An ode to the beauty and charm of Venice
What makes Venice magical is that she is devoid of all the ugliness of ‘development’
Venice is trash.
That’s about all I heard about Venice from the time I decided to spend my birthday week there this year.
It’s too crowded. It smells. There is nothing to do in Venice beyond a day.
Unfairly (and also unsurprisingly), much like most of the greatest beauties in the world, Venice now bears the wrath of the desire she inspires. We hate her for what we have done to her. Think about it–India is about 8000 times the size of Venice, but Venice receives thrice the number of tourists (30 million per year) than the expanse of India does in a year.
Venice by night
As a rule, I always agree with the naysayers of Venice. Do not go to Venice if you’re looking to tick off ‘major attractions’ on a one-day trip. The city simply does not work like that. Venice is not a ticketed amusement park, she is a floating jewel box. Her sumptuous exterior itself should be enough as a study in pure beauty, but once you’ve paid your dues looking in from the outside, coax open the lid to see what riches she holds within. And while you stare slack-jawed–slowly, suddenly and definitely only once you’ve earned it–the jewel box springs open its secret latch and draws you into a world so evocative, so emotional, that you will be left gasping for breath.
Always begin with a Gondola ride. Ignore those who say it’s overpriced and overrated. There is an incomparable, priceless magic to seeing Venice as it was meant to be, meandering across its canals. Make sure to walk away from the most crowded areas (Rialto and San Marco) and find a Gondolier from the inside canals. Ask to be taken around the smaller canals and smile as he proudly points out his childhood home and Casanova’s house in the same breath.
When the crowds thin in the fall, Venice begins to breathe. However, the absolute best time to visit is during La Biennale di Venezia. Possibly the most prestigious celebration of art in the world, it brings together art from 89 nations–and during the Biennale, the city itself thrums with electricity from the power of all that beauty in one place, all at once. This year’s biennale, titled May You Live in Interesting Times, includes India (which returns after eight years) as well as Pakistan, showcasing for the first time.
Renate Bertlmann’s knife-roses at the Austrian Pavilion, La Biennale di Venezia
While the heavy hitters of Venice, the Dogue’s Palace, The Bridge of Sighs and St. Mark’s Basilica, all stand shoulder to shoulder at the Piazza San Marco, do also take the time (and make the effort) to venture beyond. Walk through the baroque splendour of Ca’ Rezzonico (and watch from afar as a Tiepolo is lovingly restored in the storage area), stop to stare at Virgil Abloh’s art installation at Ca’ d’Oro, which is an eulogy to Venice slowly sinking, and never leave Palazzo Fortuny where the most exquisite satins, taffetas, silk gauzes and velvets are still draped to show us how we’ve forgotten to make clothes that matter.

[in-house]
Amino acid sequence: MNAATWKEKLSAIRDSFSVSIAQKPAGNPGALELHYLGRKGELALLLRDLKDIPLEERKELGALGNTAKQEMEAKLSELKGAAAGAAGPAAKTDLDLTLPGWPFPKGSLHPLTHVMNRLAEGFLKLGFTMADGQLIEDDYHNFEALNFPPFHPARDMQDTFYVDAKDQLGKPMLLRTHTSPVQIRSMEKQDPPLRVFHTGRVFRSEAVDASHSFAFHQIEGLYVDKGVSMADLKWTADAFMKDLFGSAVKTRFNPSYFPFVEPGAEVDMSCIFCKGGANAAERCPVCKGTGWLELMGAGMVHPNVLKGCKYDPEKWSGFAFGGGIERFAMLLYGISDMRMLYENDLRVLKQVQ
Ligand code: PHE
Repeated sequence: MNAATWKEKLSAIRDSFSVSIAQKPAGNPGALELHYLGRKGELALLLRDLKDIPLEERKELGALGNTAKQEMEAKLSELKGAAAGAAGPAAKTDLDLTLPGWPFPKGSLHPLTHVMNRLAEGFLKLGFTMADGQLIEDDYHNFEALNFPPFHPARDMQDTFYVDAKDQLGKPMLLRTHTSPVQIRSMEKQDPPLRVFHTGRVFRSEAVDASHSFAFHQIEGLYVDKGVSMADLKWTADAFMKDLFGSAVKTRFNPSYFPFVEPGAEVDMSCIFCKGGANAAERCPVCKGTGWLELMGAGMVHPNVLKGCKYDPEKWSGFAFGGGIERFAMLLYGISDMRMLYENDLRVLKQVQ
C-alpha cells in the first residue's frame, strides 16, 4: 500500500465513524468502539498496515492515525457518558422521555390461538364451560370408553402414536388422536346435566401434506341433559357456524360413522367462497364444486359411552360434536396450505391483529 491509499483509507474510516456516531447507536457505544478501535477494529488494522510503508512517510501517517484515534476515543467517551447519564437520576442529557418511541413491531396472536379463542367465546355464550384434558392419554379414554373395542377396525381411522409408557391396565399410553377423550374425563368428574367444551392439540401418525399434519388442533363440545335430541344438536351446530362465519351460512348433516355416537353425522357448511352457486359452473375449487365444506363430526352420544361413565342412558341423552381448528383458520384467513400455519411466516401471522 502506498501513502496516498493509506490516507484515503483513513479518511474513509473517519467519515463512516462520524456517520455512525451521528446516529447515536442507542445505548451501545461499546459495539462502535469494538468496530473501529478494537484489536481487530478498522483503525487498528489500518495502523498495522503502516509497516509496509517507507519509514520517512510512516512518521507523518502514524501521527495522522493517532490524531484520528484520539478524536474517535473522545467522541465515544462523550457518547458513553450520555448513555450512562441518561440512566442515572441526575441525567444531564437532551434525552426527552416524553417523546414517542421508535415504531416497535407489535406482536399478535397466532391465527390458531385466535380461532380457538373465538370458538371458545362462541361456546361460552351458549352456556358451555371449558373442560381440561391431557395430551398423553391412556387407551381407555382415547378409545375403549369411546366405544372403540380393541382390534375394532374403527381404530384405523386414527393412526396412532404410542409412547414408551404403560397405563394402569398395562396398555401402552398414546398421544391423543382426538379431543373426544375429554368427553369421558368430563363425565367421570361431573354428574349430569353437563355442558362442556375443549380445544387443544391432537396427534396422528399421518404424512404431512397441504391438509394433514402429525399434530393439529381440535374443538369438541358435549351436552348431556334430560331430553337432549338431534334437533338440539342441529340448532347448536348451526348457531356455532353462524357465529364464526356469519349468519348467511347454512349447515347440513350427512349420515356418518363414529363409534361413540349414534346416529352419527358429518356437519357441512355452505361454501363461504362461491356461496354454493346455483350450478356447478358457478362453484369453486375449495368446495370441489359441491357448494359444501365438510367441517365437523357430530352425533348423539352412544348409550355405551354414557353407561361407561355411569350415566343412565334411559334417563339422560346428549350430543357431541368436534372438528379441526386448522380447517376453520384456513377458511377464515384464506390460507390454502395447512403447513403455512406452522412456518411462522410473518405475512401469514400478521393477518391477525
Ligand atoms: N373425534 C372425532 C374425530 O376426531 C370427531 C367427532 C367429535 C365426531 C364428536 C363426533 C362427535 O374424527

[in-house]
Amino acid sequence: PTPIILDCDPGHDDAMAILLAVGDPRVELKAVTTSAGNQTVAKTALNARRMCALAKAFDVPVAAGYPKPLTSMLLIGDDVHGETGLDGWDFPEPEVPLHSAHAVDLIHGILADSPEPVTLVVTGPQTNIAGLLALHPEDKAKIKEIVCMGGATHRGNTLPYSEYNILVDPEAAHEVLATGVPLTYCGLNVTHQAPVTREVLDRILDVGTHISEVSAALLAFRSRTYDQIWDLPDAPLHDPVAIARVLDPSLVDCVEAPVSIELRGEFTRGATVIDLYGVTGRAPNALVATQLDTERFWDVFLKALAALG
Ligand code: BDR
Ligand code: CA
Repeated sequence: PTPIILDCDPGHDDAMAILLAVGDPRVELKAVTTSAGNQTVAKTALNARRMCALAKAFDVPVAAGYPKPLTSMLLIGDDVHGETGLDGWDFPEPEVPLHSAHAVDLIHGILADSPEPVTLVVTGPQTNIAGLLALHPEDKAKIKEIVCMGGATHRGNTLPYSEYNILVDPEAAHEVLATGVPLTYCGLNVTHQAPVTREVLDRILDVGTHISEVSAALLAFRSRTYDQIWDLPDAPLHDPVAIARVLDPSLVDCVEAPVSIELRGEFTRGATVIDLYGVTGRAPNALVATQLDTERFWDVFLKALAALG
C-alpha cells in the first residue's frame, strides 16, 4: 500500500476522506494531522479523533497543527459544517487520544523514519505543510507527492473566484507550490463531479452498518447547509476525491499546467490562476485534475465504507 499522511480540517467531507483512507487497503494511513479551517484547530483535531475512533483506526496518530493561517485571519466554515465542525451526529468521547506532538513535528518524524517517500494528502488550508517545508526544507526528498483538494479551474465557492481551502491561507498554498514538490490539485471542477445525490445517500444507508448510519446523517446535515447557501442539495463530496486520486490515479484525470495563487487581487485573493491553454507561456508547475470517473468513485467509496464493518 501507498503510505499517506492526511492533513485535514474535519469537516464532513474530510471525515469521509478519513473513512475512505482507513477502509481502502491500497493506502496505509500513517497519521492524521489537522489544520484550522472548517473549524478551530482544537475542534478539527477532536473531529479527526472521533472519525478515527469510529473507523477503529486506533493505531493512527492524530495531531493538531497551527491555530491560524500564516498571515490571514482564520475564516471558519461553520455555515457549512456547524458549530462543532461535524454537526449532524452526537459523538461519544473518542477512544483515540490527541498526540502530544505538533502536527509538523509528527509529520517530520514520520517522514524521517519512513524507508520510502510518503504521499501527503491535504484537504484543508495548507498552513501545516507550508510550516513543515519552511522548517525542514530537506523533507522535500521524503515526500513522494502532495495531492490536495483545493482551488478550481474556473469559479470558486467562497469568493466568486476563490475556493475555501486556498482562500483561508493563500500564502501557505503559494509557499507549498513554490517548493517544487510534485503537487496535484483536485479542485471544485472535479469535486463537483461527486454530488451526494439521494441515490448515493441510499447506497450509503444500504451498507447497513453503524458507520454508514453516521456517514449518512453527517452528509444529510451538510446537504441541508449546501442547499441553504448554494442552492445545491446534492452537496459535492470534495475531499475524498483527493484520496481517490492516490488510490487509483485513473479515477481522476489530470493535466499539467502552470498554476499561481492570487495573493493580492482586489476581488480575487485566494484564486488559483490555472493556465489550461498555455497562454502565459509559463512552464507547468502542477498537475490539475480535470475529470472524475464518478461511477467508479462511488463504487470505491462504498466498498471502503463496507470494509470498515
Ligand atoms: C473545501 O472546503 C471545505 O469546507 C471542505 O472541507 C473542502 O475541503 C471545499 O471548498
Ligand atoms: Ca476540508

Virgil Abloh’s Alaska Alaska, Acqua Alta, 2019, showcased at Ca’ D’oro
Venice at night is a different kind of magic–the crowds reduce, most establishments shut and the canals begin to reflect the golden lights from the palazzos. Walk around the squares, catch an impromptu concert and visit the Ducale Palace right before closing time to have it entirely to yourself. Walking across the Bridge of Sighs (from where convicted prisoners looked out for the last time, sighing at how beautiful Venice was) by yourself is an experience you will never forget.
The Bridge of Sighs
Venice is gorgeous from any angle–its bridges, its canals and its palaces—but to see the city floating on water, from its rooftops, is otherworldly. Feel on top of the world from St. Mark’s Campanile and get a completely different, insider view of the Grand Canal from the rooftop of Venice’s luxury mall, T Fondaco dei Tedeschi.
Venice from the St. Mark’s Campanile
Stop for gelatos at every corner. Highly recommended is the debauchery of a Ferrero Rocher and Nutella double scoop. Look out for tiny, local restaurants that do not have English menus, food pictures or entreating hustlers outside–you’ll have the best food ever. Pre-book a table at the tiny, Michelin starred Il Rodotto for one of the best tasting menus in Europe (and the freshest bread). Drink tiny cups of espresso through the day at the cafes, and like the locals, always take it standing at the bar.
Tasting menu at Il Ridoto
Splurge to watch the iconic opera, La Traviata, at the spectacular Teatro La Fenice, exactly where it premiered 166 years ago. Balance the staggering scale of this spectacle the next night with an intimate concert inside the Church of San Vidal, where it’s just the music of Vivaldi bouncing off 300 year old frescoes.
Teatro La Fenice
The Vivali concert at Chiesa di San Vidal
Dive into the Peggy Guggenheim museum for a modern, abstract palate cleanser from the ornamentation of Venice. The art, of course, is priceless and show-stopping, but what touches you most of all is Peggy’s legacy of love everywhere. Young volunteers give impromptu talks on Peggy’s life on the sun dappled terrace of the Palazzo, after which you can go visit the garden in which Peggy is laid to rest not alongside a lover, but her “beloved babies”–her 14 Lhasa Apsos.
Peggy Guggenheim’s grave
What makes Venice magical is that she is devoid of all the ugliness of ‘development’. No glass fronted offices, no trendy microbreweries, no multi-level car parking lots–wait, she doesn’t even know what a car is. It’s her crumbling patina that makes her one of the greatest beauties we still have with us and as she ages, she only grows more resplendent.
And if that makes Venice trash, I’ll take it over what is considered treasure any day.
Photographs courtesy: Kaustav Dey